When I started my three-year stint as a paraprofessional (assistant teacher) in a Special Education classroom I came to the job with absolutely no experience. I don’t just mean I didn’t have classroom experience, I mean I actually had no life experience with a person with special needs. No relatives, no children, no neighbors no nobody. I just had not encountered a person with special needs in any meaningful way.
This made for a fun, funny learning curve that took me down the alleys of autism, cerebral palsy, undiagnosed disorders and more. But 7 out of the 10 children I regularly worked with had Down Syndrome. This disorder is genetic and irreversible. The kids are generally cheerful, happy fellas (Down Syndrome, as with most learning and mental disorders, inexplicably affects many more boys than girls) so they are easy to love. But they each have their own personalities and bents. The one thing they have in common is a tendency to be stubborn.
So, combine my inexperience and the children’s penchant for mischief and there was bound to be some, shall we say, “episodes.” For instance, we had a child with Downs who also had some autistic tendencies. We will call him “Caleb.” For some reason, no one could figure out why, this kid was afraid of trees and bark and leaves… all things trees. His parent had taken him on a camping trip in hopes of desensitizing him to his irrational fear, but they ended up coming back in the middle of the night after he sobbed the word, “trees” for several hours.
Anyway, on nice days at school, we liked to go through the lunch line and take our boys (and two girls) out to the courtyard for lunch. Caleb, was a big eater, and one of his educational goals was to get him to slow down and eat with manners. You can imagine how much this boy enjoyed his food. But when we ate in the courtyard, we had to bring him outdoors kicking and screaming! He would just have a meltdown if a leaf skittered across the pavement! So, my wonderful lead teacher would instruct me to slowly bring leaves and bark and such over to Caleb and gently let them touch him on the leg or arm.
Needless to say, he screamed and cried and screamed some more. I was at the point of wondering what I was doing there and all of a sudden, he stops his fuss. I wouldn’t say he was cured, and he never loved eating in the courtyard, but he learned that he would not be harmed by the trees there!
During my time in Special Ed, I learned to get over being easily embarrassed. I had children run away from me, sneeze on me, climb up my body in fear and so on. I learned to have no embarrassment or fear when entering the boys bathroom. I also learned to laugh when our guys made me look foolish. Like the times I had to bend down, trying not to touch the bathroom floors but still assisting a child that had managed to get stuck in a stall. When I inevitably fell over on the floor, with boy and all, I would screech in disgust and run to the sink to wash my hands up to the shoulders with soap. I guess I’m a bit of a germaphobe. Not a good mix when working with young children!
I also learned to give credit where credit is due. In other words, if one of my students could say his ABC’s up to the letter M, then that was a big deal for that particular kid. We learned the importance of our students learning to say their phone numbers when one of our kids had a scary episode at home.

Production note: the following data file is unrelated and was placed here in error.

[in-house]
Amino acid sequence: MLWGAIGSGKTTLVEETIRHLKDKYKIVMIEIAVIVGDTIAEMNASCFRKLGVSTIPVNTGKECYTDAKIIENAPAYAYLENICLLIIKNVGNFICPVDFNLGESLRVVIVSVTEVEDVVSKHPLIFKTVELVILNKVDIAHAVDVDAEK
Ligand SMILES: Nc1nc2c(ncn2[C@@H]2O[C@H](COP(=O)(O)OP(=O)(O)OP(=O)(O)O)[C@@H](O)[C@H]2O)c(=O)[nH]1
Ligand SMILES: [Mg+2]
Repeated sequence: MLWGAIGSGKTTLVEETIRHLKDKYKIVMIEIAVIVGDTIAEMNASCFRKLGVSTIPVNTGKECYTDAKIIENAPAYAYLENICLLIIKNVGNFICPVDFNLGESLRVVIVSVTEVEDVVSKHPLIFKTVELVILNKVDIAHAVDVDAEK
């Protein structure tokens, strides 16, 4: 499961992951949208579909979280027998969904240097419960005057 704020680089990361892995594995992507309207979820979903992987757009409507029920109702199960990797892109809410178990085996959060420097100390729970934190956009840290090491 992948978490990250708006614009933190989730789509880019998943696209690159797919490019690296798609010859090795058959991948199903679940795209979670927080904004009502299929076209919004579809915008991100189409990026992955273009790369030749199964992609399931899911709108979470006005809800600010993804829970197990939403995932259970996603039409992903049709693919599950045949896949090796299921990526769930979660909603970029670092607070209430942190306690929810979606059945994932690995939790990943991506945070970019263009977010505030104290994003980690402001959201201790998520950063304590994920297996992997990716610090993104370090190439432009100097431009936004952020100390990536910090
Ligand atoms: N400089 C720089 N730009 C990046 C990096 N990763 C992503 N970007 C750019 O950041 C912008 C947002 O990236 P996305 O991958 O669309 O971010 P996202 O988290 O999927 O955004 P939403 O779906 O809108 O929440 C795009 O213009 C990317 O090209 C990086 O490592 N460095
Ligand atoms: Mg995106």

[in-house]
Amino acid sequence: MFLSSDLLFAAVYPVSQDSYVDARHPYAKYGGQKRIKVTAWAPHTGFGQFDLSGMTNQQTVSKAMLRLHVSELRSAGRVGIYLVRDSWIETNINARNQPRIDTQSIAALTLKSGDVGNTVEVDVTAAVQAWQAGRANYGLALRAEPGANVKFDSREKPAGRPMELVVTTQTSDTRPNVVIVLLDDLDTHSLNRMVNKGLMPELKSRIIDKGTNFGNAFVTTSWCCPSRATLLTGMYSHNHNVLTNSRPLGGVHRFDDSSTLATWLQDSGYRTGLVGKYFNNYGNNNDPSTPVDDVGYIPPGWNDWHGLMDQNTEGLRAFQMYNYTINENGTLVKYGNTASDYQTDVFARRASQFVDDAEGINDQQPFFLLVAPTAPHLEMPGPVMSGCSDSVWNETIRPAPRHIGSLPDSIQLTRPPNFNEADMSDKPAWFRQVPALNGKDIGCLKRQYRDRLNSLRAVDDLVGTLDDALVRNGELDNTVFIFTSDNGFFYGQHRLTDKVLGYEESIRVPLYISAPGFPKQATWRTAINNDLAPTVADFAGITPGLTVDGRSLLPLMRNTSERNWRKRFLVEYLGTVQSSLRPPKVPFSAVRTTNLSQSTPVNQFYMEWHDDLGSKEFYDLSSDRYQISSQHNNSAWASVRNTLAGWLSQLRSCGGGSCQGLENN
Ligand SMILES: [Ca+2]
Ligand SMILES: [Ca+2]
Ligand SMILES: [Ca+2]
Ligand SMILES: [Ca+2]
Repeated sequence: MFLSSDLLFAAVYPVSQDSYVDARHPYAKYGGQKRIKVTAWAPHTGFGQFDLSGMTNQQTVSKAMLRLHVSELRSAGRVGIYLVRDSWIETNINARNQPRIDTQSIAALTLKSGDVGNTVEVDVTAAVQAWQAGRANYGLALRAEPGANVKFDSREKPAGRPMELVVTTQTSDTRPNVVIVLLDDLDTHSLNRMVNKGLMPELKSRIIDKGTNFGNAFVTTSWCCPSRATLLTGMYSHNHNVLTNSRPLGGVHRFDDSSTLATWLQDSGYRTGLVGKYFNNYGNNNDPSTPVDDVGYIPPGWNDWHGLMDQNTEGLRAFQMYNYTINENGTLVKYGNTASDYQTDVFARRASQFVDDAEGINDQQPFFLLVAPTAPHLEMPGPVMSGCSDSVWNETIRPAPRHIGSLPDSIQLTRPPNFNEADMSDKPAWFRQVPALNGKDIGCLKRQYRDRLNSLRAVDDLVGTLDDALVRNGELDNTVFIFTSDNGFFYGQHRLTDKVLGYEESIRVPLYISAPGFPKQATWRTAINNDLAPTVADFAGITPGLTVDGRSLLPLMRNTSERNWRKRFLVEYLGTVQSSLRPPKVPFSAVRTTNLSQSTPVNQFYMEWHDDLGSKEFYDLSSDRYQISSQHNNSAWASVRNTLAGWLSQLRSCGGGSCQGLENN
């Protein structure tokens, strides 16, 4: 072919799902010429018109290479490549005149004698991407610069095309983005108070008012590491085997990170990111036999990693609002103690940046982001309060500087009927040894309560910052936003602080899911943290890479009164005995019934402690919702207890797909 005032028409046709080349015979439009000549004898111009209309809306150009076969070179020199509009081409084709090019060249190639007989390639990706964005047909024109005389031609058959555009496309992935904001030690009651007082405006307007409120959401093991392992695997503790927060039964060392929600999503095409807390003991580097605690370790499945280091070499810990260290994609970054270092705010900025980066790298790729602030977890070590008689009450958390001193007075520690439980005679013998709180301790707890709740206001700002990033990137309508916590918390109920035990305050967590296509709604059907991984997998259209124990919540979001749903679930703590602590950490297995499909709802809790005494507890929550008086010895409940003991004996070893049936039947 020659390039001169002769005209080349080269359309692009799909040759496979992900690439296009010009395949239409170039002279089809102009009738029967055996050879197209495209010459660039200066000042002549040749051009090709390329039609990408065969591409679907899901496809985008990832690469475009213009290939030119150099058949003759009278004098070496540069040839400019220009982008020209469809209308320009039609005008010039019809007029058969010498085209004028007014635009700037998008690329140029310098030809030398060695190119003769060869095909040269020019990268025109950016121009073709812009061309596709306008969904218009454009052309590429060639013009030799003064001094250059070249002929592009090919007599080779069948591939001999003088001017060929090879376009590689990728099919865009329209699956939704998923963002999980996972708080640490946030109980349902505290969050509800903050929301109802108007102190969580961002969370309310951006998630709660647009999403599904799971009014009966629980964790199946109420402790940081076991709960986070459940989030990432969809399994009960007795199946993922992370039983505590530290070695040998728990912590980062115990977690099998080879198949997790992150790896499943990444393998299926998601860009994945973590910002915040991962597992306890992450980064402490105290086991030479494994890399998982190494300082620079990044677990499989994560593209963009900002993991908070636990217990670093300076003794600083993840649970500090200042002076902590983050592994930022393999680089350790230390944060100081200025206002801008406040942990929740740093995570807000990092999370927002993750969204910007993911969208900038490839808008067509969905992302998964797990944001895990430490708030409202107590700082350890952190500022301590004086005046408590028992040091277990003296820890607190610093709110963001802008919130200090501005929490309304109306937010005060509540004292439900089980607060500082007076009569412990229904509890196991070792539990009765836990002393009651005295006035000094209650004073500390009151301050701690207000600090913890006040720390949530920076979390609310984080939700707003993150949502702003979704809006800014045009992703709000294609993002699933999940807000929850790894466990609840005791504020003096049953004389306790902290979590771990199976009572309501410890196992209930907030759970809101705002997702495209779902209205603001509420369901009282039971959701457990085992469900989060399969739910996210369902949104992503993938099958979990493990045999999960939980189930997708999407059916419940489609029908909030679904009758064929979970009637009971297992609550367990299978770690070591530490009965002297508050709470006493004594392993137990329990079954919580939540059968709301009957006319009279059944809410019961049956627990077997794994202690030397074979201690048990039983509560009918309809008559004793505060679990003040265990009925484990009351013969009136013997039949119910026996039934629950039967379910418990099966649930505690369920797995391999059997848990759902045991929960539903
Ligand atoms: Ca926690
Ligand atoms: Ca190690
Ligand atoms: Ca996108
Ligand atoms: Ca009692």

He was with his father before school one day getting ready, and it came time for the father to go to work. The mother was busy with two younger children, so our student tagged along, following his beloved daddy out to the garage. The father didn’t know he was there. He managed to back out of the driveway and lower the garage door without seeing that his son was following him! This was a February morning and the boy was still wearing the tee shirt and underwear he’d worn to sleep in the night before. A neighbor finally noticed the barefoot and shivering child a full 20-minutes later! He’d wandered way up the street. The neighbor managed to get the boy into his warm car and notified police. They in turned called the mother, who had yet to notice her oldest son was missing. Our student repeatedly tried to say his phone number, but the authorities had a hard time understanding him. I never got exasperated over teaching the phone number lesson for the 100th time again!
There are so many stories and times I could tell you about and in fact, I have used some of my favorite stories in my new book, The Mind of a Child, currently available on Amazon, Barnes and Noble and other favorite online retailers. One of the dual story lines in the book is loosely based on my years as a parapro. The other story line takes us back in time to the 1940’s and shows us how a person with Down Syndrome was treated back then.
Thanks so much for letting me join you guys here at Heather’s site. I appreciate her generosity so much!
About the author:
The Mind of a Child is Marshanne Mishoe’s first novel. She started her writing career back in the mid 1980’s as a television news reporter and anchor. She worked at WIS-TV in Columbia, South Carolina for the better part of a decade, and before that she had a two-year stint as a writer and producer for SC-ETV’s satellite branch in Beaufort, SC.
Marshanne now makes her home just north of Atlanta. She lives with her husband, Steve, and their three kids, Jake, Spencer and Marishay. Their dog Millie would be highly incensed if she were left out, so she lives there too.
Visit Marshanne online at www.marshannemishoe.com.
Connect with Marshanne online